The new Performing and Visual Arts Center is a big deal for Grossmont’s Dance Department.
For over a decade, dance performances would be held off-campus and away from the heart of the students’ hard work. The PVAC was set to open early 2020 and bring dance performances back to campus, but COVID-19 had other plans.
“We lost probably about 75% of our students,” said Dance Department Chair David Mullen. “People didn’t want to take dance classes by themselves in their living room.”
Now we’re in the fall semester of 2021, and Grossmont’s dancers get to perform in the completed PVAC theater. “Let me take you way, way back to fall of ‘19,” Mullen said. “The PVAC was not completed, but we had our first concert in the theater. So we’ve been in the PVAC before, prior to it being finished.”
The finished theater is beautiful and has impressive bells and whistles, like the colorful lighting effects available to use on stage.
“Breaking Boundaries 2021” was the student-choreographed production a socially-distanced audience was able to enjoy this semester. The production included eight dance numbers, including one made by film.
The production began with a slow and thought-provoking number called “Cogitationes,” choreographed by A’lona Carter. The piece featured a lot of passion from its dancers, who were hungry to show their hard work and dedication to the audience. The movements had heart, and were fueled by the need to tell a story. However, having this slow performance as the very first number of the show set a tone that seemed to suck all the energy from the room. You could tell that the audience was excited to see what fun numbers their friends and family had come up with, but immediately starting the show with a heavy performance kind of killed the buzz.
Immediately following “Cogitationes” was a high-energy tap number titled “Funk Fever,” choreographed by Karina Johnson. The number was a duet, featuring a fun, funky song and using bright, colorful lights all over the stage. This performance was wonderful: well-timed, enthusiastic, full of color and life. Dancers Karina Johnson and Hannah Clark were in sync and having a great time. It would have been nice to see this number start out the show and get the audience in the mood for the rest of the production.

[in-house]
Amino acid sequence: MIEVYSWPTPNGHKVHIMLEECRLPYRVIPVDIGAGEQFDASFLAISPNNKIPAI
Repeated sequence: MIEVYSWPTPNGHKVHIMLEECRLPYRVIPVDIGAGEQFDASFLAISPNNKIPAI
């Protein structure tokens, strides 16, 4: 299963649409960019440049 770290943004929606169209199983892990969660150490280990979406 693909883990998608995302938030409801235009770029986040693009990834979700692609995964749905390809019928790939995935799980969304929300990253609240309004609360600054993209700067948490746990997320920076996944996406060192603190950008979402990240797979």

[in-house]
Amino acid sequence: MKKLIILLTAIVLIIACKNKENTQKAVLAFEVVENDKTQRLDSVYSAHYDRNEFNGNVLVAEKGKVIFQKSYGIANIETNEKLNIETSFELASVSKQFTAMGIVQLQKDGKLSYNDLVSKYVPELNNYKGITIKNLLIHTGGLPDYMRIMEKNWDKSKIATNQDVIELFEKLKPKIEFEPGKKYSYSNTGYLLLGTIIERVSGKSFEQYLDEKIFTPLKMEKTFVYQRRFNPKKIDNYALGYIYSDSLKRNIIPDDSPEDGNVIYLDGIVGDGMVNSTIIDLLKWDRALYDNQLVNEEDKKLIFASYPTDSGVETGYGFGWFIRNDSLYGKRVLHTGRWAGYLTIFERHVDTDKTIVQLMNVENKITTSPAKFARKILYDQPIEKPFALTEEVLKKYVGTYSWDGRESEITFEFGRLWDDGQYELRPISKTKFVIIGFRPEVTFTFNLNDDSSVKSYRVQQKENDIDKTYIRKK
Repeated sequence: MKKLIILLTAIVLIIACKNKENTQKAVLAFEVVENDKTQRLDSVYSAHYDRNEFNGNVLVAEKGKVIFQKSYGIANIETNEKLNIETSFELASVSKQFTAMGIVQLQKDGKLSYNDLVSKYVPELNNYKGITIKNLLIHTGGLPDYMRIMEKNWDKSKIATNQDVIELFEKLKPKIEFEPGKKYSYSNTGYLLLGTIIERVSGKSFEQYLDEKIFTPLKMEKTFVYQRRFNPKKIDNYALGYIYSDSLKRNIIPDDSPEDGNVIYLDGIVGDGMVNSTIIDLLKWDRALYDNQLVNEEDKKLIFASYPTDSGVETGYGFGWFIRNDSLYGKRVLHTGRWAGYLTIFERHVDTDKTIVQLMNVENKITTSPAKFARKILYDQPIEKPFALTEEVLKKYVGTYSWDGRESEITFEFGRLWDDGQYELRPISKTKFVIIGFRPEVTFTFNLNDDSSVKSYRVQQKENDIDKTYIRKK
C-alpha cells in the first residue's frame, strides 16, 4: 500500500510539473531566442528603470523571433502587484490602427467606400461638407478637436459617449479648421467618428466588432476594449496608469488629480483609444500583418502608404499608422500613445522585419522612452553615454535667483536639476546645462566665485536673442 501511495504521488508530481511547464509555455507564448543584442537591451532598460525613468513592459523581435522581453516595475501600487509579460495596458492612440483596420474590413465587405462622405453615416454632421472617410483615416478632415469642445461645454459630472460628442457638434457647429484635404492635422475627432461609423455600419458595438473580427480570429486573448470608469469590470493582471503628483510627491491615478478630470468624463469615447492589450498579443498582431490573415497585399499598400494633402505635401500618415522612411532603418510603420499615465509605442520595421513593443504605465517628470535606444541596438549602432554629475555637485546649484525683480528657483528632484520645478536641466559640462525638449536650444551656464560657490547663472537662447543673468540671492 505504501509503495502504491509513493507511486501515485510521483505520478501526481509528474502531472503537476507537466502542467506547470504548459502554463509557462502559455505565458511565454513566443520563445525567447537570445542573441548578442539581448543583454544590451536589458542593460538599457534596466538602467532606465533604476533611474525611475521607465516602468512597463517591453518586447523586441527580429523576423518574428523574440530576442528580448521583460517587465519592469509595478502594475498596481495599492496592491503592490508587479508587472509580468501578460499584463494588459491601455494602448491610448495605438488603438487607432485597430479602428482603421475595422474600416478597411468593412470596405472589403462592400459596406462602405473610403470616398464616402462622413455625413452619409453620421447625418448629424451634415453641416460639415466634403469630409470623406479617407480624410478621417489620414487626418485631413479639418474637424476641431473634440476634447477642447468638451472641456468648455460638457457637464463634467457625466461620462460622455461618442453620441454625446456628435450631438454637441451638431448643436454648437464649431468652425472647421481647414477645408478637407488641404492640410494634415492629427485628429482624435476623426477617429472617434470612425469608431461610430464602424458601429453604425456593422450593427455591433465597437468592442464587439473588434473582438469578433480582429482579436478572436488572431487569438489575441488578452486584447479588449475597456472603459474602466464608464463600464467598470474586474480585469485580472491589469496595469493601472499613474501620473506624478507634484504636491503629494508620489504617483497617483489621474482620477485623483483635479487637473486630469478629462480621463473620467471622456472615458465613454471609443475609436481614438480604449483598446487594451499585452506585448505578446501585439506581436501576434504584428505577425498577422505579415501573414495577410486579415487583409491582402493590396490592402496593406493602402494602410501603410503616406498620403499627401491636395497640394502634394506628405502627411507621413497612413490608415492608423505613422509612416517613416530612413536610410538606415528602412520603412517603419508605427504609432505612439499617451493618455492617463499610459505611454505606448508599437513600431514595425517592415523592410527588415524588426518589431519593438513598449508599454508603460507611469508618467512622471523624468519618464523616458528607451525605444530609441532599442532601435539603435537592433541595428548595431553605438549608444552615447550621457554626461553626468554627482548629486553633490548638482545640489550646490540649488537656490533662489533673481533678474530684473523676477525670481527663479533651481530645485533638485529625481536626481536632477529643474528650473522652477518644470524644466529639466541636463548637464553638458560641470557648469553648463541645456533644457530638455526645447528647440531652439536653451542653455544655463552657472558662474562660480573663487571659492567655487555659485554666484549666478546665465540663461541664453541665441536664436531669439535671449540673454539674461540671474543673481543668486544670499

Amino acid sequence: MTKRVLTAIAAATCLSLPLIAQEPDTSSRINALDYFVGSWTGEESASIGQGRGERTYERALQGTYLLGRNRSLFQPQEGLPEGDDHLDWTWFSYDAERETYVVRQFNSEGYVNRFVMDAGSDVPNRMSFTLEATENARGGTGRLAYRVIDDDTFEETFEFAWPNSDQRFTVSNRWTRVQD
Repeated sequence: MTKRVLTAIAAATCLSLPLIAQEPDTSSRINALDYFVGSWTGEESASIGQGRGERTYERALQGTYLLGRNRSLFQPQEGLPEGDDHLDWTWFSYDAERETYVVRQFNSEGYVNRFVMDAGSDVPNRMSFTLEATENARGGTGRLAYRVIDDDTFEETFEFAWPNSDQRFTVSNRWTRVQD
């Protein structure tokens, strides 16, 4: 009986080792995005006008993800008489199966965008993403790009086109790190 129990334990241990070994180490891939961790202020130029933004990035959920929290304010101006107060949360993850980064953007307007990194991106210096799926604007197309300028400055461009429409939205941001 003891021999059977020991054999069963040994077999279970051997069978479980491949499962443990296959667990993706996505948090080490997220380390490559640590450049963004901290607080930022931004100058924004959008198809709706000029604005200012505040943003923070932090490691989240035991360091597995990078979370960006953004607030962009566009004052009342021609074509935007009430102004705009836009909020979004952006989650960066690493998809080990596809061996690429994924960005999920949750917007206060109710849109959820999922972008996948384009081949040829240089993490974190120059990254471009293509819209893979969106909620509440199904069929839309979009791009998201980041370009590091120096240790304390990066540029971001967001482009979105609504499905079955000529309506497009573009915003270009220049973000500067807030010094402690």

A performance later on in the show featured live singing, and was a take on the popular “Cups” number from “Pitch Perfect.” This song is a crowd favorite, and evoked positive reactions from members of the audience. Because of the live singing, or perhaps uncertainty with using the cups, some of the performers seemed a little unsure of themselves. There was a disconnect of rhythm between the performers, and it made the number a little hard to follow. However, this particular performance was opening night, and it may have just been “first show” jitters.
At a particular point in the show, a long pause preceded a projector screen dropping down from the ceiling. This was a dance number filmed off location, and was long enough to be considered a short film.
Entitled “LifeLine,” the piece immediately began with a very large warning to let the audience know that the film featured themes of suicide. There was no dialogue, just a story told through visuals and interspersed with moments of dance.
The film followed a young man who was actively being bullied, scolded by his teachers and surrounded by a difficult home life. The story led to a scene of the young man in a Home Depot, buying a package of nylon rope. This was incredibly tone-deaf and just left members of the audience shifting in their seats. It is important to address mental health and the toll that emotional abuse, both direct and indirect, has on a person; an open discussion of these things allows us to end the stigma around it. Including it in different forms of art is a very powerful way to spread that message.
However, telling the story in this way was too on-the-nose, and it could have been done in a much more elegant way. One of the wonderful things about dance is the ability to be interpretive and tell a story with body language and emotion. The interspersed moments of dance throughout the story seemed out of place and did not have the power of interpretation, because the message was already being spelled out for us in a narrative with characters that weren’t dancing.
The entire production featured a wide range of dance, including hip hop, disco and a lovely, uplifting ballet piece. Each number is there to show the audience what kind of story the dancers want to tell. However, the numbers seemed to be placed in a way that didn’t really make sense, and often created moments of tonal whiplash.
Despite the moments of confusion, the audience seemed to have a great time just being able to watch their friends and family follow their passion.